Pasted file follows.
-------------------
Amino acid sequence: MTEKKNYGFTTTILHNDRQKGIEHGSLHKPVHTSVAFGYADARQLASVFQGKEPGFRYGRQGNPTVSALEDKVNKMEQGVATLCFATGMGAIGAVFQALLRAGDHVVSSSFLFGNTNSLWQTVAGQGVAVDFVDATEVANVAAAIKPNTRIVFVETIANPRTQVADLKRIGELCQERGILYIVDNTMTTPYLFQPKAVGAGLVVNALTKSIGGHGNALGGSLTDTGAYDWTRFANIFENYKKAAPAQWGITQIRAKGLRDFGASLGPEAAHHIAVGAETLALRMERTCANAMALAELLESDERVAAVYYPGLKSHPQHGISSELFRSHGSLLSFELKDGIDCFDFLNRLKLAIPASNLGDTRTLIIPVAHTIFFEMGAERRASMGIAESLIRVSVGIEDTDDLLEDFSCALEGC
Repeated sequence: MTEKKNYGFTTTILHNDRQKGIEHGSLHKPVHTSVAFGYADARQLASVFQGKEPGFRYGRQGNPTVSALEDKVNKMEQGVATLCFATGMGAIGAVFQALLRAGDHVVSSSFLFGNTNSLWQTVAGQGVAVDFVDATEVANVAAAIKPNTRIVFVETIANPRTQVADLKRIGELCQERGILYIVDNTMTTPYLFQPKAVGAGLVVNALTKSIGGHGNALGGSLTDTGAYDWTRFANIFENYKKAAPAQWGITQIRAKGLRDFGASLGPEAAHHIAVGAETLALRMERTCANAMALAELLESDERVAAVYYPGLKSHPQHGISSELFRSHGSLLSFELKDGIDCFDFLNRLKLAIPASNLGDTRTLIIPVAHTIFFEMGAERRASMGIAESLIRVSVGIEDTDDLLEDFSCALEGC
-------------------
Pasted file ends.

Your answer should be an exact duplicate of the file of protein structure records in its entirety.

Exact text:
Amino acid sequence: MTEKKNYGFTTTILHNDRQKGIEHGSLHKPVHTSVAFGYADARQLASVFQGKEPGFRYGRQGNPTVSALEDKVNKMEQGVATLCFATGMGAIGAVFQALLRAGDHVVSSSFLFGNTNSLWQTVAGQGVAVDFVDATEVANVAAAIKPNTRIVFVETIANPRTQVADLKRIGELCQERGILYIVDNTMTTPYLFQPKAVGAGLVVNALTKSIGGHGNALGGSLTDTGAYDWTRFANIFENYKKAAPAQWGITQIRAKGLRDFGASLGPEAAHHIAVGAETLALRMERTCANAMALAELLESDERVAAVYYPGLKSHPQHGISSELFRSHGSLLSFELKDGIDCFDFLNRLKLAIPASNLGDTRTLIIPVAHTIFFEMGAERRASMGIAESLIRVSVGIEDTDDLLEDFSCALEGC
Repeated sequence: MTEKKNYGFTTTILHNDRQKGIEHGSLHKPVHTSVAFGYADARQLASVFQGKEPGFRYGRQGNPTVSALEDKVNKMEQGVATLCFATGMGAIGAVFQALLRAGDHVVSSSFLFGNTNSLWQTVAGQGVAVDFVDATEVANVAAAIKPNTRIVFVETIANPRTQVADLKRIGELCQERGILYIVDNTMTTPYLFQPKAVGAGLVVNALTKSIGGHGNALGGSLTDTGAYDWTRFANIFENYKKAAPAQWGITQIRAKGLRDFGASLGPEAAHHIAVGAETLALRMERTCANAMALAELLESDERVAAVYYPGLKSHPQHGISSELFRSHGSLLSFELKDGIDCFDFLNRLKLAIPASNLGDTRTLIIPVAHTIFFEMGAERRASMGIAESLIRVSVGIEDTDDLLEDFSCALEGC